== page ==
Black Panther arrives on a wave of cultural fervour, and has so far been met rapturously by both audiences and critics. The importance and worthiness of its success cannot be underestimated and should not be devalued. The film is not the movement, however, and Black Panther is only slightly above par for the Marvel course. Its original aesthetics ultimately fail to overcome its tired structure.
Chadwick Boseman is T’Challa, established as the heir to secretive central African nation Wakanda by earlier films. Black Panther begins with his ascension to the throne, soon to be disrupted by the return of Erik Killmonger, played gloweringly by the terrific Michael B. Jordan. He burns with fury at Wakanda’s self-preservation while racial inequality is sustained the world over, and challenges T’Challa’s grip on the throne.
Director Ryan Coogler has gathered a top-quality cast outside of these two, but places them in a variety of variously empty roles. Letitia Wright is T’Challa’s boisterous younger sister Shuri; Daniel Kaluuya the belligerent chieftain W’Kabi; Lupita Nyong’o is the strong-willed spy Nakia, an unfortunately arbitrary love-interest; Forest Whitaker the mystic Zuri. The undeniably impressive list goes on, adding Andy Serkis, Martin Freeman, Angela Bassett, and more.
Yet most are granted somewhere in the region of not enough lines, and are given trite functions to fulfill. The war-hungry fool, the loyal general, the reluctant spy and the concerned stateswoman. Their dilemmas are sometimes compelling but are never entertained for more than a moment, and those who mistake this hackneyed spread of biographies for sophistication are thinking wishfully.
The exception to this is Jordan’s Erik, Marvel’s most compelling villain since Loki. The justifiable nature of his position (that Wakanda should arm BAME people the world over to fight oppression), the understandable ambitions he harbours – these are complex themes that Black Panther approaches far more bravely than most superhero films. Yet, by the end, it is clear that their subtleties will be lost moving forward. Complicated questions resolve themselves in simple, storybook conclusions, and an ending that feels saccharine and unsatisfying. For these dynamics to culminate in a ridiculous battle between supposed lifelong allies is outrageous.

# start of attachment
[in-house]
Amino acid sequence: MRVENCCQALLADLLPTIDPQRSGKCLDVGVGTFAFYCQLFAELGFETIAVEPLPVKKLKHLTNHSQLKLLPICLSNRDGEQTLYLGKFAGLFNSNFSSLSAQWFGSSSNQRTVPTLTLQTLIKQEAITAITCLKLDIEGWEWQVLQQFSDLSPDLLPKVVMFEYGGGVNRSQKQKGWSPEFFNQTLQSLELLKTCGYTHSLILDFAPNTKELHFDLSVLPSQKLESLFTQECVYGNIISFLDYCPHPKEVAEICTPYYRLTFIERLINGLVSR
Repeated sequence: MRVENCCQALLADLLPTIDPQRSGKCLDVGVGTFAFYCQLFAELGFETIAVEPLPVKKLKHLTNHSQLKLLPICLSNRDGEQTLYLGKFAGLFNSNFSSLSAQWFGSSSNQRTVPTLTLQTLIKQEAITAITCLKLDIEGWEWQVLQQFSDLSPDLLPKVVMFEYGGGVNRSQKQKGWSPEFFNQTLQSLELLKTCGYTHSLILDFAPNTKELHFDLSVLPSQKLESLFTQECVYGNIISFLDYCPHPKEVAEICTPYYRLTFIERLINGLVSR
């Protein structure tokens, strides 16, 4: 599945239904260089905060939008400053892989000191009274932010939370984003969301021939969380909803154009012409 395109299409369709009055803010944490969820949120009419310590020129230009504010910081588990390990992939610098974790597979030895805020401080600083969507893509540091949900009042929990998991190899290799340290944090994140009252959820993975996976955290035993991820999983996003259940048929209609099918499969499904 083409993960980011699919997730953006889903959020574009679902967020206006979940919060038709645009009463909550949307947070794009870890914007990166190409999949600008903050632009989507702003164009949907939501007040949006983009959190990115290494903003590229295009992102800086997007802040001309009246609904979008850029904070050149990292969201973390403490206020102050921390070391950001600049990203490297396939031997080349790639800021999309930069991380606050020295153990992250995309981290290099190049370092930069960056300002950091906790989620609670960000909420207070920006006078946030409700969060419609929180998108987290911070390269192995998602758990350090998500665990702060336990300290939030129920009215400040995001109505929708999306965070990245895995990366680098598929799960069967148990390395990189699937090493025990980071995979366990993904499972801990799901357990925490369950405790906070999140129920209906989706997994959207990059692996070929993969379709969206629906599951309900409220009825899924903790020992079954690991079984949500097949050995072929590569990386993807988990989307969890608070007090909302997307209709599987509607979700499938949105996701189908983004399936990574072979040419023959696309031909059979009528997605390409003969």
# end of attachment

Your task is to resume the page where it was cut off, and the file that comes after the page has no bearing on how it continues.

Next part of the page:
A visual identity is a white whale for Marvel – their films are unvaryingly dull in their execution; Coogler succeeds on some levels in this arena. The odd shot is compelling, such as the jarringly inverted throne room when Killmonger’s residency begins. One of Black Panther‘s true victories lies in the costuming, with inspiration drawn from a variety of tribes and no hint of exoticism or fetishism at play.
It is a shame that these artfully clothed characters, themselves shallow in the main, are resident in a Wakanda that is comprised of:
i) a throne room
ii) a fighting pool
iii) a single street
iv) a big field
This is not a city that feels credible or lived-in. It is a series of unconnected locations that we move between in a plot-conforming manner. CGI fills in the remainder of the locale unconvincingly and with a broad brush; indeed, Black Panther‘s effects work feels noticeably lacklustre, from fake rhinos to bemusingly unreal snow. It is quite simply jaw-dropping to learn that Bafta-winning Blade Runner 2049‘s production budget was a full $50 million less than this picture’s, when comparing the quality of output.
Coogler’s Creed was in many ways a superhero origin film, and its taut, muscular energy is comfortably superior to Black Panther. Perhaps sidelining Michael B. Jordan is one reason, but the more pertinent fact is that Marvel’s suffocating structural demands simply do not easily lend themselves to truly interesting stories or genuine political discourse.